New resistance gene to devastating potato disease that caused Irish Famine
Late blight is the most important pathogen in potato and causes devastation worldwide. The disease, caused by the oomycete Phytophthora infestans, was the trigger of the Irish Famine and still one of the most serious threats to potato production that causes significant economic losses.
In a recent collaboration between the Chinese Academy of Agricultural Sciences and the James Hutton institute, scientists identified a diploid wild potato with a high resistance to P. infestans. They discovered novel R genes in this potato using dRenSeq analysis, and further transcriptional analysis revealed the essential role of multiple signal transduction pathways and secondary metabolic pathways in plant immunity in the wild potato.
"We found that the observed resistance in this wild potato was due to previously uncharacterized novel resistance genes," explained Guangcun Li, one of the scientists involved in the study. "We also discovered that photosynthesis was inhibited to promote the immune response."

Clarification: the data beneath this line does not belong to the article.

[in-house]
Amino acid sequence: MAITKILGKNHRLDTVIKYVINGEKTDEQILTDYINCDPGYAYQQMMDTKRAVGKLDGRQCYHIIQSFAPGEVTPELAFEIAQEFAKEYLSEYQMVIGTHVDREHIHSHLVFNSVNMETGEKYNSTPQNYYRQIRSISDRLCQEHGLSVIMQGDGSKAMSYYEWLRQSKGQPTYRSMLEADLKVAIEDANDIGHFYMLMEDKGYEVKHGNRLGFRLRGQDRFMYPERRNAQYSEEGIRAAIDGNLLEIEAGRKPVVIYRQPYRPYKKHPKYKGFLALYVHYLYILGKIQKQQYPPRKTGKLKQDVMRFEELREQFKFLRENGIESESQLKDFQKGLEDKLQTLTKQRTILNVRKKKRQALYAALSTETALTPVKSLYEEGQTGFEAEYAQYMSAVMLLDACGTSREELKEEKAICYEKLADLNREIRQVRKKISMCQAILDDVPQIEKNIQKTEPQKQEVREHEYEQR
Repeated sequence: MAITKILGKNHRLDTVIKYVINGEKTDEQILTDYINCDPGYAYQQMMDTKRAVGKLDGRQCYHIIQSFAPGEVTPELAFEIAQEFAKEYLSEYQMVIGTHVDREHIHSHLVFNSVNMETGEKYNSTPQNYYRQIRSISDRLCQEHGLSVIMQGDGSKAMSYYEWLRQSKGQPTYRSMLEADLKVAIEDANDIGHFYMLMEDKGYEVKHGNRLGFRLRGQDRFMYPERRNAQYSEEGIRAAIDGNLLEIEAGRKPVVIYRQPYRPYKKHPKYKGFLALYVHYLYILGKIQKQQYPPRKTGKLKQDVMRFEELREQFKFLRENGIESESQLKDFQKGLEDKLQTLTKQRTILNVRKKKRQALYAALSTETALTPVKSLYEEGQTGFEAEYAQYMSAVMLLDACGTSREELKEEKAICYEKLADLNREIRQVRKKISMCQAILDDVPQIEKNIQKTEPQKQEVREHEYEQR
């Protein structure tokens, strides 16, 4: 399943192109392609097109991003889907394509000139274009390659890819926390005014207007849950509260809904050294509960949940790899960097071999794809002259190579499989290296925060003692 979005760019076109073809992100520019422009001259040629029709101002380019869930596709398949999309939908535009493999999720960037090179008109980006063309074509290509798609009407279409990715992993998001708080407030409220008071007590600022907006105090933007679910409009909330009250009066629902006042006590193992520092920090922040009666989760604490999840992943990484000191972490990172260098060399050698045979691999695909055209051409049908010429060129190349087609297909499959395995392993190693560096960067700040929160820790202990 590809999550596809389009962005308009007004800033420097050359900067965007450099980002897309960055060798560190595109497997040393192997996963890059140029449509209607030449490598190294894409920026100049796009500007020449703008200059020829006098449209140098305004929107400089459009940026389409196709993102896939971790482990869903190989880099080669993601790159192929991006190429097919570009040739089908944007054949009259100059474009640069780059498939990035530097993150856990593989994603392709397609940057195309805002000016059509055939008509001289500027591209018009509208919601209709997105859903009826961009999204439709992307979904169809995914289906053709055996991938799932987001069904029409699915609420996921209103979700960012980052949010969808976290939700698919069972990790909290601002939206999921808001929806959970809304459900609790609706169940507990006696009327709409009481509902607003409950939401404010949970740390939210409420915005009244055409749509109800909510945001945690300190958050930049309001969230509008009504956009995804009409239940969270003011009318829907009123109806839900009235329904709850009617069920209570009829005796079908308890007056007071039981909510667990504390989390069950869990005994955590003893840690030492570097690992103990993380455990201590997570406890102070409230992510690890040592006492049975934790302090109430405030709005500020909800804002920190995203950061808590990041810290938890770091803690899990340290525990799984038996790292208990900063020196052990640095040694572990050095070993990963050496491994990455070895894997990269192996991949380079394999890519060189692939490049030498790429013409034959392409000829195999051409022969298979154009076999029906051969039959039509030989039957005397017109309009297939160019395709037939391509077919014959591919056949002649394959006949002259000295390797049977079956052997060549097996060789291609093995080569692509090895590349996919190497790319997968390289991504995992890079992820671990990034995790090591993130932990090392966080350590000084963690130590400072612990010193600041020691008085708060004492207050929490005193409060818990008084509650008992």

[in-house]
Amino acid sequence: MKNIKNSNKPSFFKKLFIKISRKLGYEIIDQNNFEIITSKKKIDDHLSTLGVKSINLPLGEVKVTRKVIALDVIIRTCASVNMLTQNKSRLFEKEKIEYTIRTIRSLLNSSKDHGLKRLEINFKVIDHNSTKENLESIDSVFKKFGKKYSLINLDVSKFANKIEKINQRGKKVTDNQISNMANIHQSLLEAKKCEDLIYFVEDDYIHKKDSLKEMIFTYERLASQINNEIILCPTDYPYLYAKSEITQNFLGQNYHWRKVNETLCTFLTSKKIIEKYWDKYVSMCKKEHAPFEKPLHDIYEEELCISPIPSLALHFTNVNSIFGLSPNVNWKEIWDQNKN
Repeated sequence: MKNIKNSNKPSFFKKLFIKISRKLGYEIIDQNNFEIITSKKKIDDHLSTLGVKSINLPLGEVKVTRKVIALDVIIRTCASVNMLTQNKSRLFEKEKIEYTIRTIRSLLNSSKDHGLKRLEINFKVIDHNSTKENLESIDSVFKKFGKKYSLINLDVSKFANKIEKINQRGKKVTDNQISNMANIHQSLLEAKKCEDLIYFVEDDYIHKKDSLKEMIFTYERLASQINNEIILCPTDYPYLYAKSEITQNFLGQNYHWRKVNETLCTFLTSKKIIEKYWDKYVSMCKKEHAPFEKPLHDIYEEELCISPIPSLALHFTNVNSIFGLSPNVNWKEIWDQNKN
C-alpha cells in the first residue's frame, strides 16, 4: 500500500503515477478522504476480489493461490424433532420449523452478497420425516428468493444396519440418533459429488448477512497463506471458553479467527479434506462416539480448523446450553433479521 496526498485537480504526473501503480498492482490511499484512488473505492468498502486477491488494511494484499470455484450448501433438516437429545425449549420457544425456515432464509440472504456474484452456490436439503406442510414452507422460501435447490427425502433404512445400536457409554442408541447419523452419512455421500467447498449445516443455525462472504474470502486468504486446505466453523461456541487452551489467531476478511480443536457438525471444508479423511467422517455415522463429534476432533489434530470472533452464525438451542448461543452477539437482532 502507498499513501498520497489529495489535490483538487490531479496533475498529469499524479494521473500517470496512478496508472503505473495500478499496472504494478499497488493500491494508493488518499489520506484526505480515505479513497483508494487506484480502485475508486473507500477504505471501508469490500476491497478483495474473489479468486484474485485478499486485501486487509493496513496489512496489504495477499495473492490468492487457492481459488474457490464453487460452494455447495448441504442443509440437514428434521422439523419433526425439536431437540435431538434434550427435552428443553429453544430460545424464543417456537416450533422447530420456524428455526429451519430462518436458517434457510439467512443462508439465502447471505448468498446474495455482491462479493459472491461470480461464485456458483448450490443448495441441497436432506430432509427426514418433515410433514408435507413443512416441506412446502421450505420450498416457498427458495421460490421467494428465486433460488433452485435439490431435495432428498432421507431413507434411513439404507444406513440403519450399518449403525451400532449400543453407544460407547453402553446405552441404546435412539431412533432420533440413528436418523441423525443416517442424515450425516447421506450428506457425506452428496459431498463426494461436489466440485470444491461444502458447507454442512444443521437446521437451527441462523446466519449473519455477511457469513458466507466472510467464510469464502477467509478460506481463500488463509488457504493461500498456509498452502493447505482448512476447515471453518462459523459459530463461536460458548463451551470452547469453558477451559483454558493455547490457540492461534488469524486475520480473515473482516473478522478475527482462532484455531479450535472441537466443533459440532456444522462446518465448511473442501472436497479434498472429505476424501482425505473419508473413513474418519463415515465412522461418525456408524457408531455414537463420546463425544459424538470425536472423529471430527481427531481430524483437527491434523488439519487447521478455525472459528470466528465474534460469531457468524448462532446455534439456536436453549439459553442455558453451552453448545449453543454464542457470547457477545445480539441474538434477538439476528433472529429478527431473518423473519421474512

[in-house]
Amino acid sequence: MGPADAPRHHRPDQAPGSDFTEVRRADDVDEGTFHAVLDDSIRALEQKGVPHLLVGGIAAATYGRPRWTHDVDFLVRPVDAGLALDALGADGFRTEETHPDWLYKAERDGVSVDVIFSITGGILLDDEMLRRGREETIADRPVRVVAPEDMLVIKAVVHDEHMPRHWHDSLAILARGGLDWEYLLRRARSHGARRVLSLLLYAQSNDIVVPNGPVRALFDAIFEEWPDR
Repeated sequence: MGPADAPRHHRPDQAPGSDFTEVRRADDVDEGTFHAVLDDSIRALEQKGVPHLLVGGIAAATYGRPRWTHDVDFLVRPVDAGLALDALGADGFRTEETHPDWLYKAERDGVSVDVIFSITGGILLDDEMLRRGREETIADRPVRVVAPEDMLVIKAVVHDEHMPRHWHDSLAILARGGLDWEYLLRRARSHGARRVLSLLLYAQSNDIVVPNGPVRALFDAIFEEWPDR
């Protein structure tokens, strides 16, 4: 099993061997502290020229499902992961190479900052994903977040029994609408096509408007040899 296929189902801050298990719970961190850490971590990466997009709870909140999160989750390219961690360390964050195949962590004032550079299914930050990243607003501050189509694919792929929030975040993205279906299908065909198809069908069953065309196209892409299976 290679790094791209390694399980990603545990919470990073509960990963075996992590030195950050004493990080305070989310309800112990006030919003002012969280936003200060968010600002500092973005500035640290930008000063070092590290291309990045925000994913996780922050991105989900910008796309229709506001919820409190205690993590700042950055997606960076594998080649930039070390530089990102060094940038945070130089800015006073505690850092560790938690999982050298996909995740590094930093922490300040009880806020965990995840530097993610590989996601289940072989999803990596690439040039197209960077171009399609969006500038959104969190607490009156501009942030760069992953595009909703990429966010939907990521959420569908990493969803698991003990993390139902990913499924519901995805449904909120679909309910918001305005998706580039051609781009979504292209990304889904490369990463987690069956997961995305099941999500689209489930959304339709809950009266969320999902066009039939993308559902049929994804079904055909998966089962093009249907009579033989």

It is a new discovery that photosynthetic inhibition exists in potatoes. However, the scientists also found that the physical barrier of leaves was very important.
"The leaves of this wild potato are hard and show immunity when inoculated with P. infestans at low concentration," said Li.
This research provides new resources for potato late blight resistance breeding and a new theoretical basis for disease resistance breeding of potato. To learn more, read "New Findings on the Resistance Mechanism of an Elite Diploid Wild Potato Species JAM1-4 in Response to a Super Race Strain of Phytophthora infestans," published in the August issue of Phytopathology.